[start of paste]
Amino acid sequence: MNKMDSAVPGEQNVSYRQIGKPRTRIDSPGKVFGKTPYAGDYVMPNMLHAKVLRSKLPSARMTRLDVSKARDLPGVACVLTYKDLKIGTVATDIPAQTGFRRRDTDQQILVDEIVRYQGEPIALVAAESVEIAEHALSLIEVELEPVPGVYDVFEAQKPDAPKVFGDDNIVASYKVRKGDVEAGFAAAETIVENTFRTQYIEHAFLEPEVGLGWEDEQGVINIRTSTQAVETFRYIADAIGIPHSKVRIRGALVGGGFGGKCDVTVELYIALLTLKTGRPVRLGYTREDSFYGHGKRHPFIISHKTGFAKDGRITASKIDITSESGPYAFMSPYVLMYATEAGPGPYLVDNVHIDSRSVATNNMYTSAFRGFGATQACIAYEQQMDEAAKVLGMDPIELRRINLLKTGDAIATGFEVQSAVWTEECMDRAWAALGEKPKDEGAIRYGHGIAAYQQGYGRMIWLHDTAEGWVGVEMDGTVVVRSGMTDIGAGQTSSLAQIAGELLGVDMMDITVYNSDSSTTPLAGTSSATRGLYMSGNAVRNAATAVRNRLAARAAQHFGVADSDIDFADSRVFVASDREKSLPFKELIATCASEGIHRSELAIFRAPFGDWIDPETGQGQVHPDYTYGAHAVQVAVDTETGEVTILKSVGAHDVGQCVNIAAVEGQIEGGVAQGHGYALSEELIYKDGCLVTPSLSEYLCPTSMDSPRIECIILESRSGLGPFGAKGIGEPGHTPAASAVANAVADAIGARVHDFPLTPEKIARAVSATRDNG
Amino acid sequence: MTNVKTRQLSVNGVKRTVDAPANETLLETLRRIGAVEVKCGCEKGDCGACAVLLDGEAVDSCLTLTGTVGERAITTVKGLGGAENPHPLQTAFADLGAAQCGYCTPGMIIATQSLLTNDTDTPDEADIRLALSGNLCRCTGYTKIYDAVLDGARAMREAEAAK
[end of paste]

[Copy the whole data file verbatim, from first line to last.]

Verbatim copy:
Amino acid sequence: MNKMDSAVPGEQNVSYRQIGKPRTRIDSPGKVFGKTPYAGDYVMPNMLHAKVLRSKLPSARMTRLDVSKARDLPGVACVLTYKDLKIGTVATDIPAQTGFRRRDTDQQILVDEIVRYQGEPIALVAAESVEIAEHALSLIEVELEPVPGVYDVFEAQKPDAPKVFGDDNIVASYKVRKGDVEAGFAAAETIVENTFRTQYIEHAFLEPEVGLGWEDEQGVINIRTSTQAVETFRYIADAIGIPHSKVRIRGALVGGGFGGKCDVTVELYIALLTLKTGRPVRLGYTREDSFYGHGKRHPFIISHKTGFAKDGRITASKIDITSESGPYAFMSPYVLMYATEAGPGPYLVDNVHIDSRSVATNNMYTSAFRGFGATQACIAYEQQMDEAAKVLGMDPIELRRINLLKTGDAIATGFEVQSAVWTEECMDRAWAALGEKPKDEGAIRYGHGIAAYQQGYGRMIWLHDTAEGWVGVEMDGTVVVRSGMTDIGAGQTSSLAQIAGELLGVDMMDITVYNSDSSTTPLAGTSSATRGLYMSGNAVRNAATAVRNRLAARAAQHFGVADSDIDFADSRVFVASDREKSLPFKELIATCASEGIHRSELAIFRAPFGDWIDPETGQGQVHPDYTYGAHAVQVAVDTETGEVTILKSVGAHDVGQCVNIAAVEGQIEGGVAQGHGYALSEELIYKDGCLVTPSLSEYLCPTSMDSPRIECIILESRSGLGPFGAKGIGEPGHTPAASAVANAVADAIGARVHDFPLTPEKIARAVSATRDNG
Amino acid sequence: MTNVKTRQLSVNGVKRTVDAPANETLLETLRRIGAVEVKCGCEKGDCGACAVLLDGEAVDSCLTLTGTVGERAITTVKGLGGAENPHPLQTAFADLGAAQCGYCTPGMIIATQSLLTNDTDTPDEADIRLALSGNLCRCTGYTKIYDAVLDGARAMREAEAAK